easing

For all the examples up to now, the squares were moving by a constant amount every frame. This results in blocky and unnatural animation.

We can ease in and/or ease out the movement to fix this. Easing implies that the amount of change between each frame gets gradually greater or smaller.

Let's modify the example where the square bounces from side to side by making it ease out each movement. Instead of having it move by 1 pixel for each frame, we will tell the square to always move 1/10th of the way between its current position and the target position:

/* global variables */ int rectX = 0; int rectY = 50; int rectSize = 50;int targetLeft; int targetRight; int currTarget;/* built-in functions */ void setup() { size(300, 300); noStroke(); smooth();targetLeft = 0; targetRight = width-rectSize; setTarget(targetLeft);} void draw() { background(0); moveSquare(); drawSquare(); } /* custom functions */ // sets the target x position of the squarevoid setTarget(int newTarget) { currTarget = newTarget; }// moves the square void moveSquare() {// find the distance from the target to the square int dX = currTarget-rectX; // ease towards the target int stepX = dX/10; // set the new square position rectX += stepX; // check if the square arrived at the target if (rectX <= targetLeft) { setTarget(targetRight); } else if (rectX >= targetRight) { setTarget(targetLeft); }} // draws the square void drawSquare() { fill(255, 128, 0); // orange rect(rectX, rectY, rectSize, rectSize); }

If you try to run this sketch, you'll see that it doesn't quite work. The square moves to the right and suddenly stops. If you look closely, you'll notice that it never actually reaches the target. This is because int stepX = dX/10; is an int, and as soon as dX is less than 10, stepX becomes 0 and the square stops moving. So, if the square still has 9 units to go until it reaches the target, it will never reach it because it will move by 0 units. We need to set a minimum offset at which point we assume we are close enough to the target:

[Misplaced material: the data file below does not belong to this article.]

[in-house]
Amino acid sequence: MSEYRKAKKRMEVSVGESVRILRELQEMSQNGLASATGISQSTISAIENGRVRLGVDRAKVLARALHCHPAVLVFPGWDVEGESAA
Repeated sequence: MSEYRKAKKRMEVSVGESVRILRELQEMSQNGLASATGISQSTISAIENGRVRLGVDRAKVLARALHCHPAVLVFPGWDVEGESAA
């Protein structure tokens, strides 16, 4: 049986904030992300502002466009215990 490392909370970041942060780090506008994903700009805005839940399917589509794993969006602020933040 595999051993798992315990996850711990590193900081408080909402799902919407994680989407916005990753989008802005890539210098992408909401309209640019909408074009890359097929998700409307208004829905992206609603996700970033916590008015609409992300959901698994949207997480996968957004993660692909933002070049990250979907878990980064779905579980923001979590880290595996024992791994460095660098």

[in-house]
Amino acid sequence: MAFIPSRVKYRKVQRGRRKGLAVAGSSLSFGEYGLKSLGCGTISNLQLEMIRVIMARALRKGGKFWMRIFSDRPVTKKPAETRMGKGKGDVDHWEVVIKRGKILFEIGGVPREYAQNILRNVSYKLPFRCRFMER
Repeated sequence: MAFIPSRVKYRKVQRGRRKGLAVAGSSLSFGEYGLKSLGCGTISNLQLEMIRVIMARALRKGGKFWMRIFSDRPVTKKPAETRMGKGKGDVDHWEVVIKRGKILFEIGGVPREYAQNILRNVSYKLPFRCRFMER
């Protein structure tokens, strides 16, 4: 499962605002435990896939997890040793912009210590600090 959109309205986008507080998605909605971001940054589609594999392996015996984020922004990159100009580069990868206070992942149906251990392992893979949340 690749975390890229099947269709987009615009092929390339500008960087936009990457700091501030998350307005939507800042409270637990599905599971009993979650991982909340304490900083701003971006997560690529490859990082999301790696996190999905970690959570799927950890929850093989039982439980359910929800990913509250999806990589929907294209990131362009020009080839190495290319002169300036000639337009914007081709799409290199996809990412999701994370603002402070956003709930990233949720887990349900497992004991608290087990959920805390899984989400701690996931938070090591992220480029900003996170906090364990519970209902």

/* global variables */ // ... // this value is used to calculate the distance of the step but // also to determine the minimum offset to reach the targetint easeFactor = 10;// ... /* custom functions */ // ... void moveSquare() { // find the distance from the target to the square int dX = currTarget-rectX; // ease towards the targetint stepX = dX/easeFactor;// set the new square position rectX += stepX; // check if the step is small enough to consider it having arrived at the targetif ((rectX-targetLeft) <= easeFactor) {setTarget(targetRight);} else if ((targetRight-rectX) <= easeFactor) {setTarget(targetLeft); } } // ...

The example now works properly, although the square still never reaches its targets. We will come up with a more adequate solution in the next section.

animation & interaction

Let's add interaction to our animation by making a sketch where the square moves to wherever the mouse is clicked:

/* global variables */ int rectX = 0; int rectY = 50; int rectSize = 50; // this value is used to calculate the distance of the step but // also to determine the minimum offset to reach the target int easeFactor = 10;boolean goToTarget; int targetX; int targetY;/* built-in functions */ void setup() { size(300, 300);rectMode(CENTER);noStroke(); smooth();goToTarget = false;} void draw() { background(0);if (goToTarget) moveSquare();drawSquare(); }void mousePressed() { targetX = mouseX; targetY = mouseY; goToTarget = true; }/* custom functions */ // moves the square void moveSquare() { // find the distance from the mouse click to the squareint dX = targetX-rectX; int dY = targetY-rectY;// ease towards the target int stepX = dX/easeFactor;int stepY = dY/easeFactor;// set the new square position rectX += stepX;rectY += stepY;// check if the distance is small enough to consider it having arrived at the targetif (abs(dX) <= easeFactor && abs(dY) <= easeFactor) { goToTarget = false; }} // draws the square void drawSquare() { fill(255, 128, 0); // orange rect(rectX, rectY, rectSize, rectSize); }